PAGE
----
Why I Will Never Be Heroin Addict – or – How I Paid for a Couch in Blood.

I’m not a heroin addict – and indeed have never tried using it – and it is not due to the obvious reasons (ex. it is stupid). It’s because I am horrendously afraid of needles.

I’m sure from time to time I may talk about my insane hypothyroidism. I may even discuss my general phobia of medical procedures – and regular appointments fall under that category – and my overall wussiness when it comes to doctor appointments. How back pain sucks, etc. etc. etc. However, the Mac Daddy of all my issues, is a fear of needles.

I mention this as I ride the unmedicated high of having just gotten a blood test. Yep. That’s right. I just went and got a blood test, on the fly, without medication. I am a badass.

I’ll tell you that this is a very frustrating phobia. It prevents me from getting acupuncture, which I heartily endorse from having seen how much it helps loved ones (and this includes my dog – which is a whole other post for another day). It makes me wait way too long to go to the dentist. And it makes me very frustrated with every one around me who just doesn’t get it. All of my life I have been asked, “What about it actually bothers you?” My answer is usually, “Why doesn’t it bother you [you moron/idiot/condescending jackass]?”

I really can’t conceive of anyone being comfortable with having a metal rod stuck in their vein. I have a high pain threshold. I’ve put my hand inside wounds on a pet that was clear down to the bone. I’m amazingly cool under pressure and super-fantastic in a crisis – which includes people around me having medical emergencies themselves. But come towards me with a needle and I’m more than likely not going to handle it well. A couple of truly bad experiences (inept people who prodded for a vein way too long, poked my arm twice with no results, then discussed in front of me going in through the hand which prompted me to get up and get the hell out of there) pushed me into the realm of needing anti-anxiety drugs to even consider getting blood drawn. This complicates the issue even more since then you have to enlist someone to actually drive you to your appointment like a child, and then have to take an entire day off from work. So it is a huge relief to me that I am back to taking a test without drugs. The key seems to be the last minute-ness of it and not having enough time to panic. Maybe. Also, the phlebotomist at the place I am currently going to is very good.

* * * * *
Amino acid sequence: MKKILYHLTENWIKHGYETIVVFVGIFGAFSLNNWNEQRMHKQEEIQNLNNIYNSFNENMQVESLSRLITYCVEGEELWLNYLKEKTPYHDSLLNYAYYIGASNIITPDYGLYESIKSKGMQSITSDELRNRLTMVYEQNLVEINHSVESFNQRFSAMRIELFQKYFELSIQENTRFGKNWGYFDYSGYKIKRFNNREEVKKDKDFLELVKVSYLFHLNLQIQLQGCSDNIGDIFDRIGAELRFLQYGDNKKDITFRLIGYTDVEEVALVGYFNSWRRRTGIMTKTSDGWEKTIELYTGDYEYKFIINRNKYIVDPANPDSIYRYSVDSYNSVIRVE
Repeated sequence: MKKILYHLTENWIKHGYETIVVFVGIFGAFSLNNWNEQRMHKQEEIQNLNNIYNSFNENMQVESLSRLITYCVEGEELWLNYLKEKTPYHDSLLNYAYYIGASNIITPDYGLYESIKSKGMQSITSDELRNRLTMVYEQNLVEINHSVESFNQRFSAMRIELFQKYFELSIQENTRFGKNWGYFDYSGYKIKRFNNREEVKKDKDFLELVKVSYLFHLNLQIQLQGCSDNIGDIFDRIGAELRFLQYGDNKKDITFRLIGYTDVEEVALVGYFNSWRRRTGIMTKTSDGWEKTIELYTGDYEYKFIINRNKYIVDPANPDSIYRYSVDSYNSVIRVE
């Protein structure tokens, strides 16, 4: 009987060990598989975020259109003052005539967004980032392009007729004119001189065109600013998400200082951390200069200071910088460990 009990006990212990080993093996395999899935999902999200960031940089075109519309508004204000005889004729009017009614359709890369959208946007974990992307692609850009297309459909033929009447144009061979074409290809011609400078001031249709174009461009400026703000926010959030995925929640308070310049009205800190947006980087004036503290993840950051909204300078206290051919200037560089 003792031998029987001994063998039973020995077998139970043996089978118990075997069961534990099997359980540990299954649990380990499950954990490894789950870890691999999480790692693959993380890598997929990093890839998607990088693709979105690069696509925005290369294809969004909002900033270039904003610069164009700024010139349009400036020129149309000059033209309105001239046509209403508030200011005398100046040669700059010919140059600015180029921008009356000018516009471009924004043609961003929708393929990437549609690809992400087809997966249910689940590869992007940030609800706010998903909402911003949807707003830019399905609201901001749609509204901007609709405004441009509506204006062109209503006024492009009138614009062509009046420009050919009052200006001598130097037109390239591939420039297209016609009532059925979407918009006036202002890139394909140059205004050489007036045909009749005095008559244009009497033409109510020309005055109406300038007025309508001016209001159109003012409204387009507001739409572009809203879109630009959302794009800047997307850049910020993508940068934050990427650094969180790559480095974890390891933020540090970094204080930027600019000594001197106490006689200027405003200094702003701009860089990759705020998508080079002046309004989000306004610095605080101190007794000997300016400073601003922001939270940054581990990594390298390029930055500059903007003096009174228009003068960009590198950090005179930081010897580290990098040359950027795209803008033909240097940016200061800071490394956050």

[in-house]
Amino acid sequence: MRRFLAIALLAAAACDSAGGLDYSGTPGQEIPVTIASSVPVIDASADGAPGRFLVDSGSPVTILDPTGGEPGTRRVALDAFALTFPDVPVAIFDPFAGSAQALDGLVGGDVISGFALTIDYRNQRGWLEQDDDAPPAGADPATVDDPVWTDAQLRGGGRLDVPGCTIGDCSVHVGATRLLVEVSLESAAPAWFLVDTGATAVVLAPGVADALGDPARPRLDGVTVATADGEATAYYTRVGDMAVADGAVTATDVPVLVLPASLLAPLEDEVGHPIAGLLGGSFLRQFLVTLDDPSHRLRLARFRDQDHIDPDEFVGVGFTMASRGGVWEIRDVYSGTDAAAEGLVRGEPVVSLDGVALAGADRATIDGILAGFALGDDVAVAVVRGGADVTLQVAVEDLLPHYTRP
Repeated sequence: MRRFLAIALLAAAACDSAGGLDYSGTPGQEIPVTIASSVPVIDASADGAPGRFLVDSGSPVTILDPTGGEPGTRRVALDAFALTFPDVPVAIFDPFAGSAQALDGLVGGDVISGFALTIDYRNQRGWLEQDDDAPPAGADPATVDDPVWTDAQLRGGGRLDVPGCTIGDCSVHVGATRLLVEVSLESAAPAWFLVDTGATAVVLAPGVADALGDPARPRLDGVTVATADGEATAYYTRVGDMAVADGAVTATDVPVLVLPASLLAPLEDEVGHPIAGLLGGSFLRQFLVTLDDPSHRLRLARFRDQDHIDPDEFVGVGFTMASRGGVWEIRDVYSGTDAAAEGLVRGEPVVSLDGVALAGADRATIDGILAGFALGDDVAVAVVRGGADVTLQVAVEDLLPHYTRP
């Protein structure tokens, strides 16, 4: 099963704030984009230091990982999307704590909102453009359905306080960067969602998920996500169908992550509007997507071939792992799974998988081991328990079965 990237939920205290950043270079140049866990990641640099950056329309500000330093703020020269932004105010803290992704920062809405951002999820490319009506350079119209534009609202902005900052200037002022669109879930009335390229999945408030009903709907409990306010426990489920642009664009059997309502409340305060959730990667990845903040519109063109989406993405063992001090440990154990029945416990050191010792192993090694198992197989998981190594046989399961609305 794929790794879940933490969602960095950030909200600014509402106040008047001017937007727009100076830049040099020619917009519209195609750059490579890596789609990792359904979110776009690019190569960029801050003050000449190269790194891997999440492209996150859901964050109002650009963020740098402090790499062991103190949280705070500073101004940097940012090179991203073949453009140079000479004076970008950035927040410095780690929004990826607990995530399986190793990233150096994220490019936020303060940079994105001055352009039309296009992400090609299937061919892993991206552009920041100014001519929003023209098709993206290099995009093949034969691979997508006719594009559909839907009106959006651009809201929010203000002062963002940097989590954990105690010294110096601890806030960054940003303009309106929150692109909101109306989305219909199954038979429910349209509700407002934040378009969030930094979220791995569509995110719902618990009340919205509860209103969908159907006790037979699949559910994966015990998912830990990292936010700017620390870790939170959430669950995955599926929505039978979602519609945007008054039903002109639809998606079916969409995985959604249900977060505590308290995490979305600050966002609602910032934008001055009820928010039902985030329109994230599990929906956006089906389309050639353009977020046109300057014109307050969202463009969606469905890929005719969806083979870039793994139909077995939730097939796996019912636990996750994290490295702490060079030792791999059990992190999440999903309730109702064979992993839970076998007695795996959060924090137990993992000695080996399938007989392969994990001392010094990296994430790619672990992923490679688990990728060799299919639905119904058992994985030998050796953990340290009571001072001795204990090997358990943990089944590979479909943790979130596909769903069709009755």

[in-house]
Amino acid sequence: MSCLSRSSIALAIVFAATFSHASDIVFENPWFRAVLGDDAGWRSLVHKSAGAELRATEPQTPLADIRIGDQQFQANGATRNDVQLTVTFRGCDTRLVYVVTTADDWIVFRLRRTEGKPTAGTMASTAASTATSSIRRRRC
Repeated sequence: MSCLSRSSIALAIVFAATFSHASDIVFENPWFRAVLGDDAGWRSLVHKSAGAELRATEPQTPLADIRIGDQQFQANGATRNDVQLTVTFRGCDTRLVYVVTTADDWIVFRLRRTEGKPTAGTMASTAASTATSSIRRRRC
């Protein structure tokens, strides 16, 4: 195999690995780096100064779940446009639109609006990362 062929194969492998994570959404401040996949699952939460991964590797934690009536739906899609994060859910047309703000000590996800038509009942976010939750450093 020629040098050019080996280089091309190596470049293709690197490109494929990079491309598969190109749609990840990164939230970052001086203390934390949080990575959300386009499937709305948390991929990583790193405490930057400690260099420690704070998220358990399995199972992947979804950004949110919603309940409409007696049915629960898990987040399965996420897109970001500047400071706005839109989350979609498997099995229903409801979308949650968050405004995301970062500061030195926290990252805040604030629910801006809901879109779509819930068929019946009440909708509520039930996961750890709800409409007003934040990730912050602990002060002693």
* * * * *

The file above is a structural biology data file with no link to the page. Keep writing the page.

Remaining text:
Anyway, I have yet another appointment with my endocrinologist to check on my thyroid at the end of this week. Yawn. I’m not in a good place right now thinking about how I have never been fully well since being diagnosed with hypothyroidism when I was 26 (yep, that is 17 years of fun with the thyroid gland). I’ve kind of given up on it improving and am just trying to be happy with things the way they stand health wise (I’m trying). The appointment is really just to keep me in drugs so that things don’t get worse. The thing is that there is no getting out of the blood test come appointment time. I have already rescheduled this appointment once and was considering doing it again. But then I just got it together and went for the test in an all-fired, last-minute rush today. This, I confess, was due to the work of my very crafty partner Mike.

We’ve been shopping for a couch as part of my studio revamp project. I found a couch I liked, but it was much more expensive than I felt comfortable with. So I offered to split the cost of the couch with him, and I would pay my half off to him in installments (guilt!). His counter offer was for him to pay for the whole thing if I would go get a blood test. So. That is how I paid for a couch in blood. What a whore. But wait till you see my couch! 3-4 weeks.

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4 comments on “Why I Will Never Be Heroin Addict – or – How I Paid for a Couch in Blood.

  1. By “more than likely not going to handle it well” do you mean something like involuntary vomiting, yelling and/or having to be gassed?

    • To date how I have “handled” it so far: passing out; dry heaving; crying silently; crying hysterically; exiting the building before the test can be done; and being sent to the children’s wing to have blood drawn with the rest of the babies.

  2. Matt InItaly says:

    Wow, I love this! This is definitely your medium. And…yes, I will be available on Sunday, Big hug, Matt with Big News

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